Found in their own panel in the Annotate tab of the Ribbon, they’re about as easy to use as any object in AutoCAD.
Even the icons are smart, as they show you how each one works. Center Marks use Circles and Centerlines designate the center between two lines.
To add a Center Mark, just issue the command and select a Circle. Centerlines take twice as much effort, as you have to pick one line and then (*gasp*) another.
Pretty simple, huh? That saves a lot of time itself, but here’s the cool part. Both objects are associative. So, if you move the circle, the center mark goes with it. Edit its shape, and the center mark adjusts to the new size. The centerline does the same thing.
Consider this scenario (which I’m sure has never happened). You’ve designed a plate with a couple of dozen 1/4” holes in it. The design criteria changes and all those holes are now 3/8”. Prior to these smart objects, this change is cringeworthy. Now? It’s done in seconds with only a handful of clicks.
Make Them Your Own
All the aspects of their geometry are controlled with system variables that set things like the extension lengths, gap sizes, etc. Also, if you need to, you can disassociate, re-associate, or reset either type.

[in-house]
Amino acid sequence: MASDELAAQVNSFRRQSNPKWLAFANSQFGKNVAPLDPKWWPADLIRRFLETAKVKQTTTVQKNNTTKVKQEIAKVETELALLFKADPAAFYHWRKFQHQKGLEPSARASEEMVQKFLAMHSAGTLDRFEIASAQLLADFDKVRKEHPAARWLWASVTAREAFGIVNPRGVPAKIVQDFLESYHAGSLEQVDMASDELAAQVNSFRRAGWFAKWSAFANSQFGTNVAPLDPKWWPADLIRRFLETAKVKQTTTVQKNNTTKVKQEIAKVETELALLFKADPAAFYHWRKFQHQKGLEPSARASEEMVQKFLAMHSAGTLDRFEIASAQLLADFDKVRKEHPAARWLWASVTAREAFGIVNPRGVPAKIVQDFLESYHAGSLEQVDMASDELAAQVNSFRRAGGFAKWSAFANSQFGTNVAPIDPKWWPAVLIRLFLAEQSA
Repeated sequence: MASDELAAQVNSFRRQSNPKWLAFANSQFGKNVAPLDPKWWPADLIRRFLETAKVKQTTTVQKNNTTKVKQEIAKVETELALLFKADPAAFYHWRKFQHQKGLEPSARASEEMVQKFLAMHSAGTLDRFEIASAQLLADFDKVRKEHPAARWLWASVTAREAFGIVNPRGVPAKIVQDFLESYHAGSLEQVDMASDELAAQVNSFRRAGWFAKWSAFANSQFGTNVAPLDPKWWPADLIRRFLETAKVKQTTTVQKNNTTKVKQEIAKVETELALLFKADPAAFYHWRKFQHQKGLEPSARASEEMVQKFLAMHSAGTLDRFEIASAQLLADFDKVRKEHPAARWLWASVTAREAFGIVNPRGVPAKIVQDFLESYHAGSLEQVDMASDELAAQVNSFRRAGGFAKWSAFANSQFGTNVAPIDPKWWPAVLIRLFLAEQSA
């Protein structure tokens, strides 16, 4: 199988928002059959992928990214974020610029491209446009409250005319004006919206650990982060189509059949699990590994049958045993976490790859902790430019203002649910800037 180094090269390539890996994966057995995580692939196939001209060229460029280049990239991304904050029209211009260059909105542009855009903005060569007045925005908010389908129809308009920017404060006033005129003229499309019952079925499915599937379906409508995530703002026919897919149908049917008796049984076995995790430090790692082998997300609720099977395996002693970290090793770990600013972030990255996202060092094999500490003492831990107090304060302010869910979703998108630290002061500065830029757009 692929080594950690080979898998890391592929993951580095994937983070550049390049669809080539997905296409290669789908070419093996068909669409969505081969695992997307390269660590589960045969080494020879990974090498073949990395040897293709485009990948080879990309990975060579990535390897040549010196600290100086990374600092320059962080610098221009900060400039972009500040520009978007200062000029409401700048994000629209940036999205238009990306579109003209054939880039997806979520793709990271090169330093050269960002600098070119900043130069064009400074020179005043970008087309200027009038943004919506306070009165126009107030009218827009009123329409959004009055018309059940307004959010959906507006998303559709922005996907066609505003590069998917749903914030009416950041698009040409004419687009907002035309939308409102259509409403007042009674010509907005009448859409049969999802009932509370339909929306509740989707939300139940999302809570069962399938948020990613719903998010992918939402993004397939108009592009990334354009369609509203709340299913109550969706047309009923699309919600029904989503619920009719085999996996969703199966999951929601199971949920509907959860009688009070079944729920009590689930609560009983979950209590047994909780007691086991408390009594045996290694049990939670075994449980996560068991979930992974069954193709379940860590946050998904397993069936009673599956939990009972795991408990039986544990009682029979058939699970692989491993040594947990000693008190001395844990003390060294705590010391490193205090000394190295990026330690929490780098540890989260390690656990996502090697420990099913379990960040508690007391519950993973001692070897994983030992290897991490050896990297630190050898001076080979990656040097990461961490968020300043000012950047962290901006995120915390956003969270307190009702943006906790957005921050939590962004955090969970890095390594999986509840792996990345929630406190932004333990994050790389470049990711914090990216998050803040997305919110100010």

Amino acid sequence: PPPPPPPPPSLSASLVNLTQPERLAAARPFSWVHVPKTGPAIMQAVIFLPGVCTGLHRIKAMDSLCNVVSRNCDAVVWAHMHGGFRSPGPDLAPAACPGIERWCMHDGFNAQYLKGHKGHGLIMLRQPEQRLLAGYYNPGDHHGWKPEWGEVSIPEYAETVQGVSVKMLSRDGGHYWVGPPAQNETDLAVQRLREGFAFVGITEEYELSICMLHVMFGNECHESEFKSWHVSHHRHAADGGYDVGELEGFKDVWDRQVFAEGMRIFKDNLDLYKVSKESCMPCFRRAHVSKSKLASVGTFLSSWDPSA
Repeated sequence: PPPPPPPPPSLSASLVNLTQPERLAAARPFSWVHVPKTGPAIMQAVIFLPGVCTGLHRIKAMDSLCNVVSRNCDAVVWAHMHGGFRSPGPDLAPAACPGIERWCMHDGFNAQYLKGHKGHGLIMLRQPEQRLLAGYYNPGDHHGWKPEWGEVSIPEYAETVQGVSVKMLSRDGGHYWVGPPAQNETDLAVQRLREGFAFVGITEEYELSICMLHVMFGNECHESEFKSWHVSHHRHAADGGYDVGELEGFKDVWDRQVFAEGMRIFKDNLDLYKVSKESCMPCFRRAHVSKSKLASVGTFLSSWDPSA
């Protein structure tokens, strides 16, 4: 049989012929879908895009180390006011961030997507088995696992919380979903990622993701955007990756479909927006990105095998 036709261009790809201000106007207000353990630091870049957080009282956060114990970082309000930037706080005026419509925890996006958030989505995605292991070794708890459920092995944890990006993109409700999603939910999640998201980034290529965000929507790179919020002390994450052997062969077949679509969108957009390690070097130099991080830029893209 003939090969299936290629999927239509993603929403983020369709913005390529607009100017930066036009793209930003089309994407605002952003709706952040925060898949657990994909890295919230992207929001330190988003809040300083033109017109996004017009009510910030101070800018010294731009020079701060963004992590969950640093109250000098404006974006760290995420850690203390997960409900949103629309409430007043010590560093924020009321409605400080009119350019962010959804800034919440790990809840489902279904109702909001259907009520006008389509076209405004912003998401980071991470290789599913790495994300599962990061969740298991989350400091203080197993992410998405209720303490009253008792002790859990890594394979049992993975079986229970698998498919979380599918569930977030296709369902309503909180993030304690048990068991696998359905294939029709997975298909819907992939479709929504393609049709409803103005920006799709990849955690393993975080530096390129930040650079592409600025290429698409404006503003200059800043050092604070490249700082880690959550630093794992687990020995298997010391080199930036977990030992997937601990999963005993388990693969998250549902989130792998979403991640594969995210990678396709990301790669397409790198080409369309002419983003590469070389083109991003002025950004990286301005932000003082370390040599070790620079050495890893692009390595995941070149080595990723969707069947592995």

Editing these objects is easy also. You can select each object to expose their grips, allowing you to alter their length or positioning.
Should you need to edit more than what the grips allow, all the defining system variables are available from the Properties Palette.
How Easy Is That?
As you’ve seen, using Center Marks and Centerlines is an easy way to solve some potentially painful problems. With just a couple of settings and a couple of clicks, you can save major time down the road.
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